Example: Modeling Waterbird Colony Site Dynamics Colony-site turnover index (Erwin et al. 1981, Deerenberg & Hafner 1999) Combines colony-site extinctions and colonization in single metric Not possible to address mechanistic hypotheses about factors affecting these site-level vital rates Markov process model of Erwin et al. (1998) Developed for separate modeling and estimation of extinction and colonization probabilities Assumes all colonies are detected
Modeling Colony Dynamics Approaches when: All colonies are detected Some colonies are missed Two examples from the Camargue, France: Grey heron Ardea cinerea Purple heron Ardea purpurea Focus on Purple heron, where some colonies may be missed
Example: Purple heron Colonial breeder in the Camargue (from 1 to 300 nests; n = 43 sites) Colonies found only in reed beds p < 1 ? breeds in May => reed stems grown small nests ( 0.5 m diameter ) with brown color (similar to reeds)
Example: Purple heron Two surveys (early May & late May) per year by airplane (100m above ground) covering the entire Camargue area, each lasting one or two days Since 1981 (Kayser et al. 1994, Hafner & Fasola 1997)
Example: Purple heron What is the detection probability, p * ? Time and area effects on colonization and extinction probabilities ?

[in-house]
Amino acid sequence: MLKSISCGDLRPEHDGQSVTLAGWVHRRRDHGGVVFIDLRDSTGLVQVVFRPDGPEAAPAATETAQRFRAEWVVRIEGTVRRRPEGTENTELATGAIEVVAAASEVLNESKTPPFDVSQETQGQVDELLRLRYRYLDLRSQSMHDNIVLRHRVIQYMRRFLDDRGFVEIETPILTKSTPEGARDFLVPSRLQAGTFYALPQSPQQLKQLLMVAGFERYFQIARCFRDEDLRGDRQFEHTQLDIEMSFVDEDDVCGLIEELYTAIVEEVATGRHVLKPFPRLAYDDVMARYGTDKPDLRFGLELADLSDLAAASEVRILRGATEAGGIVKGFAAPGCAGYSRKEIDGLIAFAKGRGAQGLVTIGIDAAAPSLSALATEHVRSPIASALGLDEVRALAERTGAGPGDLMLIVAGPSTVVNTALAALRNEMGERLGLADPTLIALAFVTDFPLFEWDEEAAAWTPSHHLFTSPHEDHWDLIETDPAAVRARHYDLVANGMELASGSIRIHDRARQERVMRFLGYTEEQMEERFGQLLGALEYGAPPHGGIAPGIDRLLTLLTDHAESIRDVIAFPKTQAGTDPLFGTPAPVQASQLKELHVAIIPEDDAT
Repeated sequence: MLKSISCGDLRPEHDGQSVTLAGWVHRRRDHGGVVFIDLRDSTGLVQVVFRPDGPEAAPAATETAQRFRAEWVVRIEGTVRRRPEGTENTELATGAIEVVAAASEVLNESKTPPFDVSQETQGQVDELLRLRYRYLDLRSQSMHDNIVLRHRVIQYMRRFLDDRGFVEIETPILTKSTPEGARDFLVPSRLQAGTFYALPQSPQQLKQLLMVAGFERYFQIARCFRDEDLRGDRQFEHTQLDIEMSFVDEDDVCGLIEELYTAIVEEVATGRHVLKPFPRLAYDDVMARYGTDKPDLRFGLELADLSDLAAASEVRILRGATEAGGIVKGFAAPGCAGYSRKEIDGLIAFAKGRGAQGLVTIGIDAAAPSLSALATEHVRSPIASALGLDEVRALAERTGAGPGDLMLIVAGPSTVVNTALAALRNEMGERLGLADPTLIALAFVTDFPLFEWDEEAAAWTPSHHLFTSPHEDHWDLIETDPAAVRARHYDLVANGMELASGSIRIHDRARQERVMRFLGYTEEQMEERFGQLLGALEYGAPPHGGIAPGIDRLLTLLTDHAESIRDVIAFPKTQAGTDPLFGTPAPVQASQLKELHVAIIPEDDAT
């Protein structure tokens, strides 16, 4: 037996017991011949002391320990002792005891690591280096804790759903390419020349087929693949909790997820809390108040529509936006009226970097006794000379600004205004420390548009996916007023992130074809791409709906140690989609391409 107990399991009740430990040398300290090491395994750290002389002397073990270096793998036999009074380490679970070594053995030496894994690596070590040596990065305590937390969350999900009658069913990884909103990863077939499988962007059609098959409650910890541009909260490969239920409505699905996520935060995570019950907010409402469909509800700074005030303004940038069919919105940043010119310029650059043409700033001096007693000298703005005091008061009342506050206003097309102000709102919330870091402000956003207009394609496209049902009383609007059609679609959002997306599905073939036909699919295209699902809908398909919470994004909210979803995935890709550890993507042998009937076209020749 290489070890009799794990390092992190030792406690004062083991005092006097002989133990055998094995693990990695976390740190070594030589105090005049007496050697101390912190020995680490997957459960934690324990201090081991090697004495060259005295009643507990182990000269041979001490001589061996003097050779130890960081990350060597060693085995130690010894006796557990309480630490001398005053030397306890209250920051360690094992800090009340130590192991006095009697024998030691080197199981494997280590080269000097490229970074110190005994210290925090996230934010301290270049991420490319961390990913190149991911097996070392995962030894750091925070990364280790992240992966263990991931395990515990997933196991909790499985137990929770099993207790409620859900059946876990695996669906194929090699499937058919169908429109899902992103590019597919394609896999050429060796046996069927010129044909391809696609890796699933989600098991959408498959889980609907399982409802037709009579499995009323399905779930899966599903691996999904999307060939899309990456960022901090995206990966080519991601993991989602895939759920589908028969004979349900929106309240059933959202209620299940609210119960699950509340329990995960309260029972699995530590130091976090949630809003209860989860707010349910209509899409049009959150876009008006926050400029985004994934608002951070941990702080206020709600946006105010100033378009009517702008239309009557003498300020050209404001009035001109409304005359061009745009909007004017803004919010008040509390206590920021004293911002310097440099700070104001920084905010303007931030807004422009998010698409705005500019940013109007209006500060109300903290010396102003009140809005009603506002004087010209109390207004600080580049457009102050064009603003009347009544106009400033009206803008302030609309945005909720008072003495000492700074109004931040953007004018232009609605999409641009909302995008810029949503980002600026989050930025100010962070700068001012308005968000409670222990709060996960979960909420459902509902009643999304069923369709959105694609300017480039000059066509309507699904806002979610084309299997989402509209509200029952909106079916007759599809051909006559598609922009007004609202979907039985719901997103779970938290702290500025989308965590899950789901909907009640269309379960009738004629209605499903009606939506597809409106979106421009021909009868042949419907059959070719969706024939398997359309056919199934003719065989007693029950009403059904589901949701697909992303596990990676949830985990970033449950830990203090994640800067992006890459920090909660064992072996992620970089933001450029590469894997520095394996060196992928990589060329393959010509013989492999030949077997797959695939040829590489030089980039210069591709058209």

Example: Purple Heron Model Selection Inferences About p No time (year) or regional variation in detection probability, p Similar detection probability for colonies that were and were not detected on the first flight of each year p = 0.975 0.006 p * = 1-(1- p )2 = 0.9994 1
Example: Purple Heron Study area divided in 3 sub-areas based on known different management practices of breeding sites (Mathevet 2000)
Example: Purple Heron Time effects on extinction\colonization probabilities over all areas ? Extinction\colonization probabilities higher in central (highly disturbed) area ?
Example: Purple Heron ModelAICc K [ w=e(.)c(t) t ] 308.0039 [ g t ] 310.42.422 [ t t ] 348.540.538 [ g*t t ] 352.544.576 [ g*t ] 356.948.960 [ g*t g ] 357.149.160 [ g*t g*t ]405.697.6114 LRT [ g*t, t ] vs [ g, t ] : 2 54 = 80.5, P = 0.011
Conclusions Presence-absence surveys can be used for inference when repeat visits permit estimation of detection probability Models permit estimation of occupancy during a single season or year Models permit estimation of patch-dynamic rate parameters (extinction, colonization, rate of change) over multiple seasons or years